Presentation Title

Exposure to urban parks improves mood and reduces negativity on Twitter

Project Collaborators

Taylor Ricketts, Chris Danforth, Peter Dodds, Jarlath P.M. O'Neil-Dunne

Time

10:10 AM

Location

Williams Family Room

Abstract

Our increasingly urban, indoor, and sedentary lifestyles are correlated with rising rates of depression. Here, we analyze the words written by individuals on Twitter to investigate the effects of urban nature exposure on mental health. Using sentiment analysis, which estimates the happiness of text based on the relative frequency of happy and sad words, we construct a time series of happiness for individuals who tweeted in a San Francisco park during the summer of 2016. Tweets in parks are significantly happier than tweets before park visits, and the increase in happiness lasts for several hours following park visitation. The marginal increase in happiness is greatest for Regional Parks, followed by Neighborhood Parks, followed by Civic Plazas and Squares. Park exposure corresponds with a shift away from negative words such as ‘no’ and ‘don’t’ and decrease in first person pronoun use.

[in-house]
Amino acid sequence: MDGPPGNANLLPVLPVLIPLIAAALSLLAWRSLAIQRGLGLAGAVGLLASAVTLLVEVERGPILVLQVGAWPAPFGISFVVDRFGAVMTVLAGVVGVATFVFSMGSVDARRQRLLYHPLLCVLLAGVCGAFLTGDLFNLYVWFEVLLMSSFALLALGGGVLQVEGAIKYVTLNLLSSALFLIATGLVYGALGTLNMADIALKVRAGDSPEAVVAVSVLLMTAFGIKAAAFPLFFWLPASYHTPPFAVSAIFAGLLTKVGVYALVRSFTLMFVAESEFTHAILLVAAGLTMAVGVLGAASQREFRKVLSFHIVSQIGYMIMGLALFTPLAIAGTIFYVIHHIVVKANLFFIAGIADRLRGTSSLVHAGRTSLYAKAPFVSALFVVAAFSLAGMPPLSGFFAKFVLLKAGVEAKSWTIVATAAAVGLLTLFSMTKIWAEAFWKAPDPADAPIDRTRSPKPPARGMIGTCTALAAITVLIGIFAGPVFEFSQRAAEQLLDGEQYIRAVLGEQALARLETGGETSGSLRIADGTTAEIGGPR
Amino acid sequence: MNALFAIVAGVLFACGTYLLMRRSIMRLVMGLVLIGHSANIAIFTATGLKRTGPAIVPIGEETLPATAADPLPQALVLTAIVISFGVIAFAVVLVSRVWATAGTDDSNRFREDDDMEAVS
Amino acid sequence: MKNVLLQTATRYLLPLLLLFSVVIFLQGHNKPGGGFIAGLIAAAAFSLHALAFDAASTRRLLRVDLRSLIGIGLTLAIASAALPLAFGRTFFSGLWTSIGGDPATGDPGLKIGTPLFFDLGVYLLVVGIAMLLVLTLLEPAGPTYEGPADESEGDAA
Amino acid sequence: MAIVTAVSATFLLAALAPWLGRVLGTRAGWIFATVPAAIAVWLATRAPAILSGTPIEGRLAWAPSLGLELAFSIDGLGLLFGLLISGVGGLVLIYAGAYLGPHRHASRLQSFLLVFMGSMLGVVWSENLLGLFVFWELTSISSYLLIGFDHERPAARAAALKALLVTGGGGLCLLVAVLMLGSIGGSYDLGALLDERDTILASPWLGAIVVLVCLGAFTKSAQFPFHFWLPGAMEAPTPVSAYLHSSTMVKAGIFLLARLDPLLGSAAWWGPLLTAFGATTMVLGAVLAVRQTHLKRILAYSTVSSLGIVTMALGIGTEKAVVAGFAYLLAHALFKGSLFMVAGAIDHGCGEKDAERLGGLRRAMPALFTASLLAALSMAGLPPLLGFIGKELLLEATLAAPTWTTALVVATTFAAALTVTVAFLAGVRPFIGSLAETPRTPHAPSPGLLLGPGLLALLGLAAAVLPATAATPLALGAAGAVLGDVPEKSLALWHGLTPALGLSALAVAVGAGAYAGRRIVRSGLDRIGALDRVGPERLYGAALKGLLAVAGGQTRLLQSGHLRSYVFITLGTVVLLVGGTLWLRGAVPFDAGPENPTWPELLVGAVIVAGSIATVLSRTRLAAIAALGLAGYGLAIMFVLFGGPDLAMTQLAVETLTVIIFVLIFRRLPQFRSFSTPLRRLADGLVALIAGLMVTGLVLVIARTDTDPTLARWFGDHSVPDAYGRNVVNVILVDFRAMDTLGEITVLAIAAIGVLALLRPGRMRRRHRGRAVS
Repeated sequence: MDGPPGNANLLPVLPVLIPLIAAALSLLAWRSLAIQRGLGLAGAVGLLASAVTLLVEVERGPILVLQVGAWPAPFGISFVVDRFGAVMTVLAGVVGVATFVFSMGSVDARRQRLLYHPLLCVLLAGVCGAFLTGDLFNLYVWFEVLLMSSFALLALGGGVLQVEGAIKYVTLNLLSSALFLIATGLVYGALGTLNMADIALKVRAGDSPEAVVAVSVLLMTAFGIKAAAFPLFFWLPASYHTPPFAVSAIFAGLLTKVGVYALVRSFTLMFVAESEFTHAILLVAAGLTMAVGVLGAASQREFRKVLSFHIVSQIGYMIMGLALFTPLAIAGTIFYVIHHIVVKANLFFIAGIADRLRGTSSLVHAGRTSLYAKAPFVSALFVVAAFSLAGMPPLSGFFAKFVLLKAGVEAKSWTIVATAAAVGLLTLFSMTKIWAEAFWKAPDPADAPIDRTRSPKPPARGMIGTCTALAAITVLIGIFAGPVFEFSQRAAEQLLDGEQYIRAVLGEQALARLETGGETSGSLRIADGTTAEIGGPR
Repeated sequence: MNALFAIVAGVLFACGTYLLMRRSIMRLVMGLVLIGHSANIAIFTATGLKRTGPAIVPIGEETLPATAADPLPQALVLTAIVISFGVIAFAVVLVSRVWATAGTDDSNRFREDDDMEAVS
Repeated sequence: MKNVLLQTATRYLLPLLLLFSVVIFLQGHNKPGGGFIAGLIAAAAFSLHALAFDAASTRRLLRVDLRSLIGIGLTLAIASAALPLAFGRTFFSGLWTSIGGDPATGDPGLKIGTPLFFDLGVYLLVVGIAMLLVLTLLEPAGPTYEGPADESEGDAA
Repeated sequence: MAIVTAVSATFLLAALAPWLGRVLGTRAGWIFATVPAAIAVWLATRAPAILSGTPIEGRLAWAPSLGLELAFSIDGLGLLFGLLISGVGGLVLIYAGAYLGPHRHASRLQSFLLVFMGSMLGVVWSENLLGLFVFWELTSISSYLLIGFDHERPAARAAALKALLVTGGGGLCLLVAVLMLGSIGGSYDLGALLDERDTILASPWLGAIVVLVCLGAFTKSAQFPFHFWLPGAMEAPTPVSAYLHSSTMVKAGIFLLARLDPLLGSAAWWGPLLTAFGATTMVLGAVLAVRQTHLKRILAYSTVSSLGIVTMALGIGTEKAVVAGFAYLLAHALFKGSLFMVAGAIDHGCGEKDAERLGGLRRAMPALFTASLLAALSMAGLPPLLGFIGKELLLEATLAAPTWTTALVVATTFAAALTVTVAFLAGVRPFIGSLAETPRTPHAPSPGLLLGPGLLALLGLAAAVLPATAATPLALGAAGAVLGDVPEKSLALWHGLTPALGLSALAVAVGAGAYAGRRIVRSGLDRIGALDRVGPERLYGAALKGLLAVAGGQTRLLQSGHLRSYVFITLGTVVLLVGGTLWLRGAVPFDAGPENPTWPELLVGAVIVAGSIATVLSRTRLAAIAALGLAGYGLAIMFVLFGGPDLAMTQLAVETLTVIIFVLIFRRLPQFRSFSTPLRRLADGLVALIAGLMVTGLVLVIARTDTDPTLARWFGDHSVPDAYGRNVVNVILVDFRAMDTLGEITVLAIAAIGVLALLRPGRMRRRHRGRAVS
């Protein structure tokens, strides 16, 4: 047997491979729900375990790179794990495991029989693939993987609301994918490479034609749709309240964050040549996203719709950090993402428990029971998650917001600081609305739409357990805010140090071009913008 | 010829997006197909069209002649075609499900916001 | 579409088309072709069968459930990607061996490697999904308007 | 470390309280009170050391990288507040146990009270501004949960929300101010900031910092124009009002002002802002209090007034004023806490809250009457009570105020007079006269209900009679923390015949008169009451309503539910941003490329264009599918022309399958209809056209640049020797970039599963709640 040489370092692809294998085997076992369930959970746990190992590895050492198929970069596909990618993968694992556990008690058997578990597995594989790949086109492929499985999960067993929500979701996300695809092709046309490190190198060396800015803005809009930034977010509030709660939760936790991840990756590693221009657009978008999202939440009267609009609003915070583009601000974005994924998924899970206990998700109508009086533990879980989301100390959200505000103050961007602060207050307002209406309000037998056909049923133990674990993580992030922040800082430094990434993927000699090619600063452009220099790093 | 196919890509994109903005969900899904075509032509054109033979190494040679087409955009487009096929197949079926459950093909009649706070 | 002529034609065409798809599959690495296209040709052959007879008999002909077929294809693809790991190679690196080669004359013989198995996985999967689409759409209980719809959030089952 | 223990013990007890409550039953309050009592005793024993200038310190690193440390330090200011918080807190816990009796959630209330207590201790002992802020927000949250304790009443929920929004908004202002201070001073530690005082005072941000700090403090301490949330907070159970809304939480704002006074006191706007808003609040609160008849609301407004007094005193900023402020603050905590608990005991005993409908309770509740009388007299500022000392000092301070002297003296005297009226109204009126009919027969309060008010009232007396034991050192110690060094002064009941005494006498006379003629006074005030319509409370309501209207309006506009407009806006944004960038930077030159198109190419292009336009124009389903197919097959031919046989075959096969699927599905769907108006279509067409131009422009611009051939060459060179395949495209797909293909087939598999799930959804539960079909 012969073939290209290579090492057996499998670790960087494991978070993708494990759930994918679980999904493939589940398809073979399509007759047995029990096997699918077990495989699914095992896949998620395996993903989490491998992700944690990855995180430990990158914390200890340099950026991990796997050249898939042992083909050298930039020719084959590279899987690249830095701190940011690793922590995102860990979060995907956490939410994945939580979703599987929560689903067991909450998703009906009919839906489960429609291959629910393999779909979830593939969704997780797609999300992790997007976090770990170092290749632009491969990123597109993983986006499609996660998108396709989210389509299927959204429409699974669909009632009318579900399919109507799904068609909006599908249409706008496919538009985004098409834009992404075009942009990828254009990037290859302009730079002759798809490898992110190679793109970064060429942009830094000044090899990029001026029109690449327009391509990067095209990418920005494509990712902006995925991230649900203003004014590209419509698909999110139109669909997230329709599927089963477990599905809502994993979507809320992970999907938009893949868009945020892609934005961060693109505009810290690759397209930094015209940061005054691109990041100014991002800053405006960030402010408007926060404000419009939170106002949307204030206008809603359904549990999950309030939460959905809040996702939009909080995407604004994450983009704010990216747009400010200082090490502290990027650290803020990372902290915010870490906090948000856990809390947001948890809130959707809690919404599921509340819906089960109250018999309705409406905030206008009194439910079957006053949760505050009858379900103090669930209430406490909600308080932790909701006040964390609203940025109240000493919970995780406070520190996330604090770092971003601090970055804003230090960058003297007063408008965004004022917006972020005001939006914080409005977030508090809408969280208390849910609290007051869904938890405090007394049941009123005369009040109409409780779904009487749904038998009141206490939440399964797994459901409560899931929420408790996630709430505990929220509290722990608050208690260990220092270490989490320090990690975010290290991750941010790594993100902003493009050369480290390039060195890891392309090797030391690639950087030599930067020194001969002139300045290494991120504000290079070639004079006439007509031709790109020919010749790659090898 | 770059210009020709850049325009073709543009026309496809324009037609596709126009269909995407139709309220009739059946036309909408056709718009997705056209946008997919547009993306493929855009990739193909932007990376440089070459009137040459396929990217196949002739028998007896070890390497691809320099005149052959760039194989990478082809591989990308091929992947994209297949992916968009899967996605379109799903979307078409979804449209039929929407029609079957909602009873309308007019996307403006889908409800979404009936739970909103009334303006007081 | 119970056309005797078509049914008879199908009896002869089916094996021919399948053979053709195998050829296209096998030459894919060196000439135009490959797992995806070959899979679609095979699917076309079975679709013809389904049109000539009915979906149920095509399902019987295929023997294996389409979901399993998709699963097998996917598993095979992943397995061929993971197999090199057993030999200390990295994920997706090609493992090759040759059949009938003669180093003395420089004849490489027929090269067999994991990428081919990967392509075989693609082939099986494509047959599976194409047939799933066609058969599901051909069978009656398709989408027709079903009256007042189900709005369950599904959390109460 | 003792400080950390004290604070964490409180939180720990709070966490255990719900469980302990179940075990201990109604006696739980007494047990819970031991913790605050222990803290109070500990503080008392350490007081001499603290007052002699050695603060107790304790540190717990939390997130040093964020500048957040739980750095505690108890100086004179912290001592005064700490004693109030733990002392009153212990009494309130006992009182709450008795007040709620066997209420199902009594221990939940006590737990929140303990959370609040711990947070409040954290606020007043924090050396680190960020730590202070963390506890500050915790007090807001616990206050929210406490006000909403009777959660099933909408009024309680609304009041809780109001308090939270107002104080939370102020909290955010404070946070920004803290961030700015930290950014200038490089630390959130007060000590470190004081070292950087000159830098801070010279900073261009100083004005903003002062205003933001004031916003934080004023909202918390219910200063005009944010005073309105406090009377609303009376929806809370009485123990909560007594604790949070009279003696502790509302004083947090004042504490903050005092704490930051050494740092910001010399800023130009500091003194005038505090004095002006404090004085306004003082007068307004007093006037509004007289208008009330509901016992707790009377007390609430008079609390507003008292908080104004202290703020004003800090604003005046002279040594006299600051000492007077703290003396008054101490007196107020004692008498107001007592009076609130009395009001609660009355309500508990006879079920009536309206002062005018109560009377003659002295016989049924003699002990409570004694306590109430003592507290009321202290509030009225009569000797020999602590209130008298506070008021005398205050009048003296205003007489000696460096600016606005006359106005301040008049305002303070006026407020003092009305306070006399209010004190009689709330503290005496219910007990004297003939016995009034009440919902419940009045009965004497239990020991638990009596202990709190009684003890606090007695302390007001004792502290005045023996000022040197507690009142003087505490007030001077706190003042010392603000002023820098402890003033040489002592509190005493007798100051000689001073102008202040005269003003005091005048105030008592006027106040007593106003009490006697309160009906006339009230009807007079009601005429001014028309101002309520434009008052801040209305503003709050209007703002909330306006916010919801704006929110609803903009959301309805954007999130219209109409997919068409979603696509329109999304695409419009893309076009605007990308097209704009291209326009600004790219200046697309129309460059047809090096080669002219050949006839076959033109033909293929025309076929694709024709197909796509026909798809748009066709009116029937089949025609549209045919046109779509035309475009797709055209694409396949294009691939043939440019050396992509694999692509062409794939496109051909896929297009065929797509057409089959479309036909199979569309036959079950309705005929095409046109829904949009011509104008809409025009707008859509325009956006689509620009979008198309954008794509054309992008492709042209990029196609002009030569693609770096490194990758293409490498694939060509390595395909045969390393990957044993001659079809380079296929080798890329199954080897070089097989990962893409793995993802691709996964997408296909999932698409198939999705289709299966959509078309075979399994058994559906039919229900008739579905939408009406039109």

Primary Faculty Mentor Name

Taylor Ricketts

Secondary Mentor Name

Chris Danforth

Status

Graduate

Student College

Rubenstein School of Environmental and Natural Resources

Program/Major

Natural Resources

Primary Research Category

Food & Environment Studies

Secondary Research Category

Health Sciences

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Exposure to urban parks improves mood and reduces negativity on Twitter

Our increasingly urban, indoor, and sedentary lifestyles are correlated with rising rates of depression. Here, we analyze the words written by individuals on Twitter to investigate the effects of urban nature exposure on mental health. Using sentiment analysis, which estimates the happiness of text based on the relative frequency of happy and sad words, we construct a time series of happiness for individuals who tweeted in a San Francisco park during the summer of 2016. Tweets in parks are significantly happier than tweets before park visits, and the increase in happiness lasts for several hours following park visitation. The marginal increase in happiness is greatest for Regional Parks, followed by Neighborhood Parks, followed by Civic Plazas and Squares. Park exposure corresponds with a shift away from negative words such as ‘no’ and ‘don’t’ and decrease in first person pronoun use.